The subjugation and unification of all those peoples was for Rome a very arduous work, fraught with fatigue and travail (see Romans: History) and of which the main stages were: the conquest of primacy over Lazio, during the monarchical period, the struggles against Equi, Volsci and Etruscans of the South in the century. It goes. C., the destruction of Veii at the beginning of the IV and, immediately after, the overcoming of the Gallic catastrophe, the confrontation of the first Latin insurrections, the continuation of the struggles against Volsci and Etruscans, with an ever more rapid expansion, so that towards the middle of that century the Roman dominion already had an extension of about 8000 square kilometers, from Monte Cimino to Terracina. Then came the first Samnite war, with the enlargement of the Roman dominion up to the gulf of Naples and towards the outposts of the Apennines for about 12.000 sq. km., and the Latin war, with the consecutive dissolution of the league. Just about sixty years later, through the other Samnite wars and the Pyrrhic war, with the immediately following operations, all peninsular Italy from Rimini and Pisa up to the Strait of Messina, for about 130,000 square kilometers, is tightly under control. From Rome.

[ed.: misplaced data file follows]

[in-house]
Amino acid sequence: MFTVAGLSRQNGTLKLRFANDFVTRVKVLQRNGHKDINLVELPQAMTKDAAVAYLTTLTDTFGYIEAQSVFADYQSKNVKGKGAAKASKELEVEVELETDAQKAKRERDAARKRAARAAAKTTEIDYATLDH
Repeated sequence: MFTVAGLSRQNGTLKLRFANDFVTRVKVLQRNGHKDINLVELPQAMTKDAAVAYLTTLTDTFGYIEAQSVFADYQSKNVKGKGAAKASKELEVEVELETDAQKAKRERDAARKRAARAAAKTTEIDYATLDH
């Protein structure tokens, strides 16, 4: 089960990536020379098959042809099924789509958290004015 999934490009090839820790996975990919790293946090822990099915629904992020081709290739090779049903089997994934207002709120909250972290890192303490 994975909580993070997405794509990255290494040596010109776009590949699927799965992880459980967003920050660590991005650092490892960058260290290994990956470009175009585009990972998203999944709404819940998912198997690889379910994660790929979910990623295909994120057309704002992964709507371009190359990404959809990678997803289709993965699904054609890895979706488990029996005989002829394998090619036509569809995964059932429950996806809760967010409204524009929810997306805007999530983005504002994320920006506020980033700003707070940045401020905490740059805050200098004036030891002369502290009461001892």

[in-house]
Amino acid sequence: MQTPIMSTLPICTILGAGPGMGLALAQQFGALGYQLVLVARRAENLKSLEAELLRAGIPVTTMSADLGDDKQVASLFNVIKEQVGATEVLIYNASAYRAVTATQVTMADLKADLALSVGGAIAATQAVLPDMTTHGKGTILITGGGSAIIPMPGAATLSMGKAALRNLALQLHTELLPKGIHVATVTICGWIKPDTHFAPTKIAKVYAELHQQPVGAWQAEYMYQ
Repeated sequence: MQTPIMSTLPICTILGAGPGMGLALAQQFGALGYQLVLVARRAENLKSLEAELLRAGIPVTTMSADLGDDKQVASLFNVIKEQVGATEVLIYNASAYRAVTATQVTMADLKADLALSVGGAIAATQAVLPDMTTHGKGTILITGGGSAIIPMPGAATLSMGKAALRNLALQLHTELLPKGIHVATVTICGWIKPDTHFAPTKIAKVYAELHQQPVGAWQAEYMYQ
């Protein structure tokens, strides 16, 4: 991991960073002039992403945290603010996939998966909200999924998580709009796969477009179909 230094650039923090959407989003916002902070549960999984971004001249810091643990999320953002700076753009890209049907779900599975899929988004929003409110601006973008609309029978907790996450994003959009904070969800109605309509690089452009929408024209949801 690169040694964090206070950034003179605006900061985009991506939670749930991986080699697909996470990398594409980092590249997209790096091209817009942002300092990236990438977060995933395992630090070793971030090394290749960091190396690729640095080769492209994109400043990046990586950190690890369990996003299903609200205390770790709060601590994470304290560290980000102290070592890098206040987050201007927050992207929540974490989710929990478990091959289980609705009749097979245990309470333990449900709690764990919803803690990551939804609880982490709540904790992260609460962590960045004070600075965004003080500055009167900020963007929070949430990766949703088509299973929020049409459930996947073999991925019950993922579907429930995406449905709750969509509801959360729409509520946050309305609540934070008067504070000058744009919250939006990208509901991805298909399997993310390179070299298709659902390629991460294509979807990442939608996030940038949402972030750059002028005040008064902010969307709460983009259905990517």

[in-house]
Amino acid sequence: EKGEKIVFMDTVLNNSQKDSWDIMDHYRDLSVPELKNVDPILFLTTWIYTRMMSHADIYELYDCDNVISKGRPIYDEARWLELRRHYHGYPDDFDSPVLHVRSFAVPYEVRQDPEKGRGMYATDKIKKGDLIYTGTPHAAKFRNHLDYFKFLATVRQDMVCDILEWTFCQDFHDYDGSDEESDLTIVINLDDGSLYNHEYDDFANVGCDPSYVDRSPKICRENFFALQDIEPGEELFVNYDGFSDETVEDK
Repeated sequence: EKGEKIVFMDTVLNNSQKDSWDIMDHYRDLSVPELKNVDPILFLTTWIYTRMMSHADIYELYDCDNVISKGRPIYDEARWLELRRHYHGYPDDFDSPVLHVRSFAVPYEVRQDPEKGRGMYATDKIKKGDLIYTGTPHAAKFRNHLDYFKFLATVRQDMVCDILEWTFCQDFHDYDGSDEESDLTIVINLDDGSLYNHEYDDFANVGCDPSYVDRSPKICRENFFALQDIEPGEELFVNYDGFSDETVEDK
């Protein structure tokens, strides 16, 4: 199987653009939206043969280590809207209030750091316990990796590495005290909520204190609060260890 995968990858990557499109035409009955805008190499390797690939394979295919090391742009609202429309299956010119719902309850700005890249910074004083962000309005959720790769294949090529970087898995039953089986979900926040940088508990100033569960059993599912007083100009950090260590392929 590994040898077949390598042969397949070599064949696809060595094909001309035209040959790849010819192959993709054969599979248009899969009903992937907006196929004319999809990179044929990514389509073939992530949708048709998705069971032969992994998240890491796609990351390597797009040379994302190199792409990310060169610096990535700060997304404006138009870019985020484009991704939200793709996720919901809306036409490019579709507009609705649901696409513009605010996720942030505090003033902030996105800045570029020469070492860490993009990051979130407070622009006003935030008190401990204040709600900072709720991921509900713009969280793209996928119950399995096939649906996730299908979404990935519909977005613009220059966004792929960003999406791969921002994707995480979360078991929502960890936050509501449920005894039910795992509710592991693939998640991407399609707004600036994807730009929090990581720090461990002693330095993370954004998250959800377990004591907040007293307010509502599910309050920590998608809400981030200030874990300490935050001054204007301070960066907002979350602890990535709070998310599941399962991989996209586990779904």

Only in the early stages of their conquests did the Romans do nothing but destroy the defeated cities and transport part of the inhabitants to Rome, but after the destruction of Alba, they generally allowed the defeated communities to survive. At the beginning of the century V BC they joined the so-called foedus Cassianum with the Latins on the basis of an equality, at least theoretical, political and juridical, and with the Latins they shared the fruits of their common victories, generally avoiding further exclusive enlargements of their own territory, and contenting themselves with founding colonies of Latin law in the conquered lands, in which they participated , on par, Romans and Latins. Destroyed Veii, they returned to the policy of direct annexations with the foundation of new tribes and with the deduction of Roman colonies, but in the following decades they perfected the schemes of their expansion in ever more ingenious forms, devising a double system of annexation of the defeated communities: annexes with the conferral of full citizenship, and annexes with the conferment of civitas sine suffragio, that is, without political rights, and with this minor citizenship, in turn, articulated two different types; the one with municipal autonomy and the one without it. The communities, which were not given one or the other form of citizenship, Rome left to exist as federates, on the basis of treaties, which rigorously determined their conditions and relationships, some few based on equal rights that naturally could not be if not formal; the most about inequality of rights; treatises significantly diverging from each other even within the same category (for details see city, X, p. 483 ff.). Thanks to this system, Rome was able to hold firmly in its hand a population that was about double that of Rome, belonged to four different nationalities, Italics, Greeks, Iapigi, Etruscans,